The plan was to fly VH-MDX from Proserpine to Bankstown with a single refueling stop at Coolangatta. The flight was planned to the Visual Flight Rules (VFR) requiring the aircraft to be navigated clear of clouds. Night fell by the time VH-MDX was overhead Coffs Harbour.
The weather was forecast as and, was reported to be, generally clear skies, a strong south-westerly wind, localised cloud around the western tops of mountains and mountain wave activity east of the ranges and coastal.
All appeared normal until Taree after which VH-MDX tracked in excess of 20 nautical miles off the planned track to the west. It is not known why this occurred.
Failure of the primary attitude and heading instruments and penetration of cloud was advised by the pilot to Sydney Flight Service effectively at the same time.
VH-MDX attempted to climb but failed to do so as a suspected result of ice accumulation and downdrafts/ rotor waves. Sydney ATC identified VH-MDX and tracked the aircraft on radar until approximately thirty seconds prior to the final received radio call from the aircraft.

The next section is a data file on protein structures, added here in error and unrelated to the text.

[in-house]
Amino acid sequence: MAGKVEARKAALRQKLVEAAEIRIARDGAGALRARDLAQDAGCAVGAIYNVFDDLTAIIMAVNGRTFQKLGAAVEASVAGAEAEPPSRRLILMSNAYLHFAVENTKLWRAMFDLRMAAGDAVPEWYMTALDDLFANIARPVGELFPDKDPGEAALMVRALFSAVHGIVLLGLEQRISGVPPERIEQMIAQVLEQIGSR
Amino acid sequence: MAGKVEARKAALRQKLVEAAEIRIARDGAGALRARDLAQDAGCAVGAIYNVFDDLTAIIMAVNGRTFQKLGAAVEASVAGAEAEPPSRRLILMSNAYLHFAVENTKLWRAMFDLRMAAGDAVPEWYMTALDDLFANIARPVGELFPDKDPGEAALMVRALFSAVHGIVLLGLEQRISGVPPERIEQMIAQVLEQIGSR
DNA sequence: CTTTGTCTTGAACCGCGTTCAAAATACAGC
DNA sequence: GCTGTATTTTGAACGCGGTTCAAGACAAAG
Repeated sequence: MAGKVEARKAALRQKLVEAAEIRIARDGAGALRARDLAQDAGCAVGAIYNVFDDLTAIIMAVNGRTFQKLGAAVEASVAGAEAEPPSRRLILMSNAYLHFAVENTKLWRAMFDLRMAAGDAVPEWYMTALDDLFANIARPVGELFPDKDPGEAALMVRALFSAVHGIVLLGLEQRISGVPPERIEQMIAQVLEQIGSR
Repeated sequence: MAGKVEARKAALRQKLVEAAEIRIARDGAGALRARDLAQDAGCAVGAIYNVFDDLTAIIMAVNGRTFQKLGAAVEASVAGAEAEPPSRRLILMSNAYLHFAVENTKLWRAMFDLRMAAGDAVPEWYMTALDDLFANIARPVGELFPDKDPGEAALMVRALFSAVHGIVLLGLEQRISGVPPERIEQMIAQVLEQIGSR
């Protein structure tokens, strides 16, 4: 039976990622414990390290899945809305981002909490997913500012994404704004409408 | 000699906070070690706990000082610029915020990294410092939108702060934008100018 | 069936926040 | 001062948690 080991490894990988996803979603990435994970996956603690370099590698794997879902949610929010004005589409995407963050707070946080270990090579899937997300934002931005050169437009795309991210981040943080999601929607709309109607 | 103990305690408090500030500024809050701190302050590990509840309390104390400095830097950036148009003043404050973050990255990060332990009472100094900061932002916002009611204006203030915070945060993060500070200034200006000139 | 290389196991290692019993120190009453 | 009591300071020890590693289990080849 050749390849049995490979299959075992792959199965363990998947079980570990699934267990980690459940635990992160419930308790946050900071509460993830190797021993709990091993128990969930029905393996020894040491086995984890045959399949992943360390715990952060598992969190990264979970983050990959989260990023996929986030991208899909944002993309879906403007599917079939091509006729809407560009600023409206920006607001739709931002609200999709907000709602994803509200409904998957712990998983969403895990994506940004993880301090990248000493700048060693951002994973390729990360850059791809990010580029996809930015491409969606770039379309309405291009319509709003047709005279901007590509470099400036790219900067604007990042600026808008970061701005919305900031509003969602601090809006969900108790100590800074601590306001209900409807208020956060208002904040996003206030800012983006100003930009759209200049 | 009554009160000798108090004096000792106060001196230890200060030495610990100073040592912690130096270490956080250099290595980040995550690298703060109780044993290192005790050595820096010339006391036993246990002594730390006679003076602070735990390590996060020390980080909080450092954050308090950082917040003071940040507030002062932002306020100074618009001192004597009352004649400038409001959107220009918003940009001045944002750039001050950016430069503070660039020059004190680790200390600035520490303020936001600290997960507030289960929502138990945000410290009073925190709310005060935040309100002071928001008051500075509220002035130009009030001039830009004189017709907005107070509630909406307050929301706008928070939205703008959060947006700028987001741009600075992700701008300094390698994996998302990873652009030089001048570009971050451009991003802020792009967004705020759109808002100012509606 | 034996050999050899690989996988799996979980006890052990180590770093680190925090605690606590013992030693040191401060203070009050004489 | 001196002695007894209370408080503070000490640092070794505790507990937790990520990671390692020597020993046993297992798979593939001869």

RAAF Williamtown ATC obtained a single confirmed radar fix approximately three and one half minutes prior to loss of radio contact.
Further ice was reported as being accumulated by the pilot minutes before radio contact was lost.
During the final few minutes of recorded communications, an ever-increasing rate of descent was indicated by the timing of the pilot’s altitude reports.
The last received radio call from the pilot was ‘five thousand’ indicating the altitude VH-MDX was passing at that moment.
Radar information reveals that VH-MDX almost circumnavigated the entire group of main ranges associated with Mount Barrington. Witness reports are plentiful however many are conflicting whilst most cannot positively be confirmed as being VH-MDX.
Final radar positions are not completely reliable and this coupled with the significant terrain and vegetation of the Barrington ranges has kept VH-MDX and the five persons on board hidden for over thirty years.